The December 2022 issue of IEEE Spectrum is here!

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Brain Beauty Contest

Computer modelers compete to show neurosurgeons the best path to the tumor

1 min read

No, the tumor hasn’t exploded. In this visualization, the purple and green rays “shine” brightest where it’s safest to approach.

Plotting the path to a brain tumor first requires a map. As part of next week’s VisWeek conference, the 2010 IEEE Visualization Contest pitted graphics teams from both industry and academia against one another to see who could best draw that map. Each team transformed the same sets of MRI data into unique, and sometimes bizarre, pictures of the safest paths through the brain. Neurosurgeons decided the winner.

Next year’s contest to model the turbulence from a fluid pump is already accepting submissions.

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Are You Ready for Workplace Brain Scanning?

Extracting and using brain data will make workers happier and more productive, backers say

11 min read
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A photo collage showing a man wearing a eeg headset while looking at a computer screen.
Nadia Radic
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Get ready: Neurotechnology is coming to the workplace. Neural sensors are now reliable and affordable enough to support commercial pilot projects that extract productivity-enhancing data from workers’ brains. These projects aren’t confined to specialized workplaces; they’re also happening in offices, factories, farms, and airports. The companies and people behind these neurotech devices are certain that they will improve our lives. But there are serious questions about whether work should be organized around certain functions of the brain, rather than the person as a whole.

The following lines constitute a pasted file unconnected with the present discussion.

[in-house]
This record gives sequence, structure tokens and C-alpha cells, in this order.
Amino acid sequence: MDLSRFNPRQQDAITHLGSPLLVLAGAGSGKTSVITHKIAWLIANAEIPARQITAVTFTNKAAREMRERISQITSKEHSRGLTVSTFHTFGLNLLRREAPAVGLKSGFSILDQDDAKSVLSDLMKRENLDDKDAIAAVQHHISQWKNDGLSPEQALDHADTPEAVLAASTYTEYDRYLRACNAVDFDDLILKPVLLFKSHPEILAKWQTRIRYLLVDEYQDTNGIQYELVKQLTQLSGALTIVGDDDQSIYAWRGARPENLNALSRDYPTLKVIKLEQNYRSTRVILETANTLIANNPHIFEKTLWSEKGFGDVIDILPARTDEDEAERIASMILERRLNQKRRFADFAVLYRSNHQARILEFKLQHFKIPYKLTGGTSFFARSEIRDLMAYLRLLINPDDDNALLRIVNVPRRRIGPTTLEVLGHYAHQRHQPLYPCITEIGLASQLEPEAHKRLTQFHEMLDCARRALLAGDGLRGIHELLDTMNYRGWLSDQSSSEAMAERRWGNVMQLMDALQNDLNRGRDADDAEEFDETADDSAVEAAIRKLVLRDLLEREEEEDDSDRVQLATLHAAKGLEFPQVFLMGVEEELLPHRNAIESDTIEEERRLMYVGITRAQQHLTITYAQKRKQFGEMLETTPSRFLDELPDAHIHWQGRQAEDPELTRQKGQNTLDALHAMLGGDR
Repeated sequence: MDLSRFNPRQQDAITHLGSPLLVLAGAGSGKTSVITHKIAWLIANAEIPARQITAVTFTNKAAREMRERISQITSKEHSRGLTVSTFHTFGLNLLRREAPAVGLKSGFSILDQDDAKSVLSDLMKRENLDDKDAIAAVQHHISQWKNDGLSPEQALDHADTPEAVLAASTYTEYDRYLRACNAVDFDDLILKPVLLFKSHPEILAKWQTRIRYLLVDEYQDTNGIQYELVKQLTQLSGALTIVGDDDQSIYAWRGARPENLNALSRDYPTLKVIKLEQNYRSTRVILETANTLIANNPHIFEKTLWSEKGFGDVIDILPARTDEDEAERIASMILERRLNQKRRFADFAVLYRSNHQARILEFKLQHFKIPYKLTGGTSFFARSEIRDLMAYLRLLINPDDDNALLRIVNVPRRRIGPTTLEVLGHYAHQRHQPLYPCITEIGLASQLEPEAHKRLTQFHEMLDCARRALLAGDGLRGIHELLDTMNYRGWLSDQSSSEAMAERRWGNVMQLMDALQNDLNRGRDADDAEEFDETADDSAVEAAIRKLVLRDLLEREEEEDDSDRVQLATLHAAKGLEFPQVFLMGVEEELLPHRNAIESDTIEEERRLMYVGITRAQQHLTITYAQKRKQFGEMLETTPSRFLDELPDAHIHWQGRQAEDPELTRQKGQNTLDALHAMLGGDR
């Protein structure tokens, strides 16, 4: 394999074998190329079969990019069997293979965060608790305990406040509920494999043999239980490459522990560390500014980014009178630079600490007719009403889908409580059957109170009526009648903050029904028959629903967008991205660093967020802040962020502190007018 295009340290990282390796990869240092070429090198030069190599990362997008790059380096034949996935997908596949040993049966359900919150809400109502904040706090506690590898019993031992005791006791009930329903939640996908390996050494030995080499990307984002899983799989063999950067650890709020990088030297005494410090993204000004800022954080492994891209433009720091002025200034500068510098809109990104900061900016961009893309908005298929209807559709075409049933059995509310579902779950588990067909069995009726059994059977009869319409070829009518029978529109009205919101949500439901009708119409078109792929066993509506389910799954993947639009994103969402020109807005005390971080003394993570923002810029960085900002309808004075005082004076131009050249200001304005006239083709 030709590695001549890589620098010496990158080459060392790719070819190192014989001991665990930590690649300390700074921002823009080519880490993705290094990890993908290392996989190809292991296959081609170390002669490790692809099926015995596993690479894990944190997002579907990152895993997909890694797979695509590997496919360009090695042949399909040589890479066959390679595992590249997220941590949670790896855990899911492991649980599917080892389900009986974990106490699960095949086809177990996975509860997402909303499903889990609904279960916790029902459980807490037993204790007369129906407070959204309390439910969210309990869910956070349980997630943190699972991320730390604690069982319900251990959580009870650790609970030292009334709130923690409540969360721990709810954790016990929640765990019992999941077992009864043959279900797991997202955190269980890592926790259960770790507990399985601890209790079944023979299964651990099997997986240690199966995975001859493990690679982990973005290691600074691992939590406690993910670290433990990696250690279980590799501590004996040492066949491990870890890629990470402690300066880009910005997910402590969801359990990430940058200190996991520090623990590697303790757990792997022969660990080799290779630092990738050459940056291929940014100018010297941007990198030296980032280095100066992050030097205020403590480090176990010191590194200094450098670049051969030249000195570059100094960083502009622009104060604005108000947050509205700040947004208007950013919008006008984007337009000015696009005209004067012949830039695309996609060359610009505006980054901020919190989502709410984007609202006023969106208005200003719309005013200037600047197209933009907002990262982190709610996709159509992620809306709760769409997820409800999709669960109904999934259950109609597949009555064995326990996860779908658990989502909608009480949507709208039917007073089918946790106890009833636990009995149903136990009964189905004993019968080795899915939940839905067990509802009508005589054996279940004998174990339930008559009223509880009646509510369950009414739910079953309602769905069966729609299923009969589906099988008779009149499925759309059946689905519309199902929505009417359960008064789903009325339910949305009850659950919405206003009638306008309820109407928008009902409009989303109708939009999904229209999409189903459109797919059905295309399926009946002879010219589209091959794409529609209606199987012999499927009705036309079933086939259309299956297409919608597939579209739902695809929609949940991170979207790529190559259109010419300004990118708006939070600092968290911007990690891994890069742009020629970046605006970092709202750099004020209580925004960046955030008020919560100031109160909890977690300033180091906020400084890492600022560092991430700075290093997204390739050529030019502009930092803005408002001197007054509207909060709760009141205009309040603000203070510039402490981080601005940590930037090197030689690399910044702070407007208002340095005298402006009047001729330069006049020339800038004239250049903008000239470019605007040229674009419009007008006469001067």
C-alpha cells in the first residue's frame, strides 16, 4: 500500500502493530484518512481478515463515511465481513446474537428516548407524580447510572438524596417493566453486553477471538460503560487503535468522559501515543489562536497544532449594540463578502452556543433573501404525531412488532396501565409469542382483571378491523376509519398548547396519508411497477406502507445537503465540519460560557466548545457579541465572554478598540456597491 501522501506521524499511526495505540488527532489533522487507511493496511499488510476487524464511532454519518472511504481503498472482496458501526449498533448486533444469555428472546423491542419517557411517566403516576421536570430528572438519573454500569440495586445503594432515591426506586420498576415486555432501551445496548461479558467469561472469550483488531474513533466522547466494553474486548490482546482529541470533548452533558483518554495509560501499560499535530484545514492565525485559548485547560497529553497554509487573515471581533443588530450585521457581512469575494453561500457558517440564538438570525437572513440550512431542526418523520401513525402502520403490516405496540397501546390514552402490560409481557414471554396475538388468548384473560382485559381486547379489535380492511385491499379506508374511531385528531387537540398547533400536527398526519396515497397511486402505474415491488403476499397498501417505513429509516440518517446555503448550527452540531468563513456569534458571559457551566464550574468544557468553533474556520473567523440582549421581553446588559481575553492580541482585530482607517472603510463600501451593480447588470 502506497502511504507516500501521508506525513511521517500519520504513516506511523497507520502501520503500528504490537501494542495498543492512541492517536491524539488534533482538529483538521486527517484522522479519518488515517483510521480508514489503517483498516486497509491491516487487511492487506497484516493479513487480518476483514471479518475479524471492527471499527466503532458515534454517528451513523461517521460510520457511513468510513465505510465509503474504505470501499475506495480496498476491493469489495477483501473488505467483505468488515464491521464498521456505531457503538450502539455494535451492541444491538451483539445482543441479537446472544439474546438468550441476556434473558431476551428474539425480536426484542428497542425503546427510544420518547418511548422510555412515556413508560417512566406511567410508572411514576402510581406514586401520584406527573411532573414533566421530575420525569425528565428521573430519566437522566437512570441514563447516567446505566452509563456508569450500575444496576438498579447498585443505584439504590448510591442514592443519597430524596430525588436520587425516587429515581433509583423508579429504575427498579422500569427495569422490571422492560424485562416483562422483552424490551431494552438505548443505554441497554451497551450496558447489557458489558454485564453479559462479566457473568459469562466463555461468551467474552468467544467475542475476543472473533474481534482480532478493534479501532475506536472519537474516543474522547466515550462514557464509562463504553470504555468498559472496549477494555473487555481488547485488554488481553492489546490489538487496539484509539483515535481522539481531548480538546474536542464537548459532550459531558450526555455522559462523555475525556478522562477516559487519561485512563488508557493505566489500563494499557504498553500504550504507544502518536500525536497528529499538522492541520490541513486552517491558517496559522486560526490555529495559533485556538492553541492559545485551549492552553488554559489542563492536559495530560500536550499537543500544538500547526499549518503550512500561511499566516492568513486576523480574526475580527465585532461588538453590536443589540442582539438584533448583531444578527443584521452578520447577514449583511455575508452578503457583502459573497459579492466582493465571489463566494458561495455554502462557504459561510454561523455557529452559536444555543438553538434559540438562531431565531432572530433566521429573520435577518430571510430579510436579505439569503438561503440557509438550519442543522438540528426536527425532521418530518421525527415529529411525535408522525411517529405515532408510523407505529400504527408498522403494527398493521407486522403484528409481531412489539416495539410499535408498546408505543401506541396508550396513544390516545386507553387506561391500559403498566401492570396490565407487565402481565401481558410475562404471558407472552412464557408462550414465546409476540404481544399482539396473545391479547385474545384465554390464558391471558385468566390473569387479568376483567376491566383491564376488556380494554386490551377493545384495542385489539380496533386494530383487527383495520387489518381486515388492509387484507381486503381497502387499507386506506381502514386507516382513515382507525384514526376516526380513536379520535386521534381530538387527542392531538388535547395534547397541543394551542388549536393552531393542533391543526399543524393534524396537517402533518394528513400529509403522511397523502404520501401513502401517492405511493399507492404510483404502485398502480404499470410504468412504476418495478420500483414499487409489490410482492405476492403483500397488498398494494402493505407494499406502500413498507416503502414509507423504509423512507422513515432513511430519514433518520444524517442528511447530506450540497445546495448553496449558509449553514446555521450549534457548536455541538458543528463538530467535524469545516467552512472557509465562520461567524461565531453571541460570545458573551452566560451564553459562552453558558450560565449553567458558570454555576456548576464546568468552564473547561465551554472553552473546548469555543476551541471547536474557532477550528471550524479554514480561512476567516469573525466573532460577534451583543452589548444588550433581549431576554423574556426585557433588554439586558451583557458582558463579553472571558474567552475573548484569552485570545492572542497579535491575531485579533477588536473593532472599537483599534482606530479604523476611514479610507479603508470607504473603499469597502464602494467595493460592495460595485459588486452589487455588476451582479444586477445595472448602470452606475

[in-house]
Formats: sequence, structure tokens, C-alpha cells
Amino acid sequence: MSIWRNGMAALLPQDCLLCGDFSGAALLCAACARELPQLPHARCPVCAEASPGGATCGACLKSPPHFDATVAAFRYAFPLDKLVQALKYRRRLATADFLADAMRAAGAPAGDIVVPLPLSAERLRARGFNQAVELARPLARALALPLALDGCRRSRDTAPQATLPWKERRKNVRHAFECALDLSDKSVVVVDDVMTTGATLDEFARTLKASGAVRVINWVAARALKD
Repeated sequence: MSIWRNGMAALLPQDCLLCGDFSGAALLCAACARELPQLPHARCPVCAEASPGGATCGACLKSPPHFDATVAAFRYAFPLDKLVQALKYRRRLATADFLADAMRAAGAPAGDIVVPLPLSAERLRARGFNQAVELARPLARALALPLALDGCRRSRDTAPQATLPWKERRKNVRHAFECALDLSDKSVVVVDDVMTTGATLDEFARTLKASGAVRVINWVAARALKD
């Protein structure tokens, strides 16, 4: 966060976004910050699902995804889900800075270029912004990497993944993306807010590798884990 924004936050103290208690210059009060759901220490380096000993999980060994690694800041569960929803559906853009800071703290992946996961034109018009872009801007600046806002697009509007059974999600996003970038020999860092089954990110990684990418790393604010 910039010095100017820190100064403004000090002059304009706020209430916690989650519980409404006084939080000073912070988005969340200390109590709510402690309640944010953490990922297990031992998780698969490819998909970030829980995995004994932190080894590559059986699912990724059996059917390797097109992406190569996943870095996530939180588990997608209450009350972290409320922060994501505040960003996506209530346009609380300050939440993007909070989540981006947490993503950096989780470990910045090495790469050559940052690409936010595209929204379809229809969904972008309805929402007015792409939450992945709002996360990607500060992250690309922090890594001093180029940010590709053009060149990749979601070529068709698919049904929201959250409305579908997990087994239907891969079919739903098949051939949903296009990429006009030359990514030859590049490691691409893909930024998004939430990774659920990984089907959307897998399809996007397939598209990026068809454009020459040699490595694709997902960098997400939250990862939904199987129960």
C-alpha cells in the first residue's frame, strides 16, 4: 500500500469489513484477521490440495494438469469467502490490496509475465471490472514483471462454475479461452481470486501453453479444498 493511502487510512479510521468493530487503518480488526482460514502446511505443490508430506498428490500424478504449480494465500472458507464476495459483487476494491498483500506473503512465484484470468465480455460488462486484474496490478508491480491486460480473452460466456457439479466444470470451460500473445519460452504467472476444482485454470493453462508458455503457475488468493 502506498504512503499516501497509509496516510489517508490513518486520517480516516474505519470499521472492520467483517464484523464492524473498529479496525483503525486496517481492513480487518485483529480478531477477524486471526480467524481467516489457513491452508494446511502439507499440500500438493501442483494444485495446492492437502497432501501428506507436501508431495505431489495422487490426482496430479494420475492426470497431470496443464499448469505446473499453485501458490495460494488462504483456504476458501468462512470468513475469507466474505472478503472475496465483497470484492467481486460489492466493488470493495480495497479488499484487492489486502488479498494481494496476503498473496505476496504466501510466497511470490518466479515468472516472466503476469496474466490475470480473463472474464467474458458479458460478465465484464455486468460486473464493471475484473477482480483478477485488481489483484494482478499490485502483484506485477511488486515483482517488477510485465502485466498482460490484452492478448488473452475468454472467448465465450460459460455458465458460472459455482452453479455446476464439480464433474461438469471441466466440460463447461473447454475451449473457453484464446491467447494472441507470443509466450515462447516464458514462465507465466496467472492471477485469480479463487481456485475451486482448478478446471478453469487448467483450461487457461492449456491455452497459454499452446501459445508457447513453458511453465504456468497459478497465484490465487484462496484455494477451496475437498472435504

To be clear, the kind of neurotech that’s currently available is nowhere close to reading minds. Sensors detect electrical activity across different areas of the brain, and the patterns in that activity can be broadly correlated with different feelings or physiological responses, such as stress, focus, or a reaction to external stimuli. These data can be exploited to make workers more efficient—and, proponents of the technology say, to make them happier. Two of the most interesting innovators in this field are the Israel-based startup InnerEye, which aims to give workers superhuman abilities, and Emotiv, a Silicon Valley neurotech company that’s bringing a brain-tracking wearable to office workers, including those working remotely.

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